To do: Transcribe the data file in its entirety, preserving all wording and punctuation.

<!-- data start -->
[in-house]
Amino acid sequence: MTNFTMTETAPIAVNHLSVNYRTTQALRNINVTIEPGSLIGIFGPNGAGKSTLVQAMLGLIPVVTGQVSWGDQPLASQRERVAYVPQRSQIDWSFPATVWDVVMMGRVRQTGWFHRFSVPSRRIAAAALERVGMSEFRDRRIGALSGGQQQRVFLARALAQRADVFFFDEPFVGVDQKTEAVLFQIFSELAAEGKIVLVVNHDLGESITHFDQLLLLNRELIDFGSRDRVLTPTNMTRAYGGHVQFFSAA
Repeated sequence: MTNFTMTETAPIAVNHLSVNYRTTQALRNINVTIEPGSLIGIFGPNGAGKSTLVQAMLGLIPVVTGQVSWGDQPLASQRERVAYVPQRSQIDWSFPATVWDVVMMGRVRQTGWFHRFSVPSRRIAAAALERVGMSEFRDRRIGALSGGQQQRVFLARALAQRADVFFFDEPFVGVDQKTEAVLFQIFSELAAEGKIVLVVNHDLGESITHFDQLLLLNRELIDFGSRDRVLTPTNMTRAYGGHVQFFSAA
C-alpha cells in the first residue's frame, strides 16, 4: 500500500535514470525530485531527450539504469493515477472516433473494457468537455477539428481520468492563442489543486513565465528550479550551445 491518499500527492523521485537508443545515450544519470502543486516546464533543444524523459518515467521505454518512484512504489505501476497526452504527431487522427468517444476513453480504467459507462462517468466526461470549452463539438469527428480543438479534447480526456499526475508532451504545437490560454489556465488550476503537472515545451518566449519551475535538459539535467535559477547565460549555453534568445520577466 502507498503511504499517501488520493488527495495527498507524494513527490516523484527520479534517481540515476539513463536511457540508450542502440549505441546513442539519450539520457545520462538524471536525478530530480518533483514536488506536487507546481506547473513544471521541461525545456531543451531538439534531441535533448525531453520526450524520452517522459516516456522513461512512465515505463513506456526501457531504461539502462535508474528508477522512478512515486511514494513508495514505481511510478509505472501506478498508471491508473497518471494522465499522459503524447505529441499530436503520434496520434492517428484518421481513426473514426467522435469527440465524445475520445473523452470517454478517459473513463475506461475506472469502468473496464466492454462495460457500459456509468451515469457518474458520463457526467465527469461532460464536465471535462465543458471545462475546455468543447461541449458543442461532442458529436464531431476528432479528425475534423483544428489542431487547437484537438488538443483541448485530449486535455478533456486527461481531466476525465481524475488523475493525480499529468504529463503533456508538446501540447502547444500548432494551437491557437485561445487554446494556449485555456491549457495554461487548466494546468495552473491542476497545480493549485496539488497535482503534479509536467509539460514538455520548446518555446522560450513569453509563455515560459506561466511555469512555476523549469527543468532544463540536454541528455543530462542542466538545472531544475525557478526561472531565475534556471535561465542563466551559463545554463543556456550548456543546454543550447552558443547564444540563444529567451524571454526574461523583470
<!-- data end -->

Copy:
[in-house]
Amino acid sequence: MTNFTMTETAPIAVNHLSVNYRTTQALRNINVTIEPGSLIGIFGPNGAGKSTLVQAMLGLIPVVTGQVSWGDQPLASQRERVAYVPQRSQIDWSFPATVWDVVMMGRVRQTGWFHRFSVPSRRIAAAALERVGMSEFRDRRIGALSGGQQQRVFLARALAQRADVFFFDEPFVGVDQKTEAVLFQIFSELAAEGKIVLVVNHDLGESITHFDQLLLLNRELIDFGSRDRVLTPTNMTRAYGGHVQFFSAA
Repeated sequence: MTNFTMTETAPIAVNHLSVNYRTTQALRNINVTIEPGSLIGIFGPNGAGKSTLVQAMLGLIPVVTGQVSWGDQPLASQRERVAYVPQRSQIDWSFPATVWDVVMMGRVRQTGWFHRFSVPSRRIAAAALERVGMSEFRDRRIGALSGGQQQRVFLARALAQRADVFFFDEPFVGVDQKTEAVLFQIFSELAAEGKIVLVVNHDLGESITHFDQLLLLNRELIDFGSRDRVLTPTNMTRAYGGHVQFFSAA
C-alpha cells in the first residue's frame, strides 16, 4: 500500500535514470525530485531527450539504469493515477472516433473494457468537455477539428481520468492563442489543486513565465528550479550551445 491518499500527492523521485537508443545515450544519470502543486516546464533543444524523459518515467521505454518512484512504489505501476497526452504527431487522427468517444476513453480504467459507462462517468466526461470549452463539438469527428480543438479534447480526456499526475508532451504545437490560454489556465488550476503537472515545451518566449519551475535538459539535467535559477547565460549555453534568445520577466 502507498503511504499517501488520493488527495495527498507524494513527490516523484527520479534517481540515476539513463536511457540508450542502440549505441546513442539519450539520457545520462538524471536525478530530480518533483514536488506536487507546481506547473513544471521541461525545456531543451531538439534531441535533448525531453520526450524520452517522459516516456522513461512512465515505463513506456526501457531504461539502462535508474528508477522512478512515486511514494513508495514505481511510478509505472501506478498508471491508473497518471494522465499522459503524447505529441499530436503520434496520434492517428484518421481513426473514426467522435469527440465524445475520445473523452470517454478517459473513463475506461475506472469502468473496464466492454462495460457500459456509468451515469457518474458520463457526467465527469461532460464536465471535462465543458471545462475546455468543447461541449458543442461532442458529436464531431476528432479528425475534423483544428489542431487547437484537438488538443483541448485530449486535455478533456486527461481531466476525465481524475488523475493525480499529468504529463503533456508538446501540447502547444500548432494551437491557437485561445487554446494556449485555456491549457495554461487548466494546468495552473491542476497545480493549485496539488497535482503534479509536467509539460514538455520548446518555446522560450513569453509563455515560459506561466511555469512555476523549469527543468532544463540536454541528455543530462542542466538545472531544475525557478526561472531565475534556471535561465542563466551559463545554463543556456550548456543546454543550447552558443547564444540563444529567451524571454526574461523583470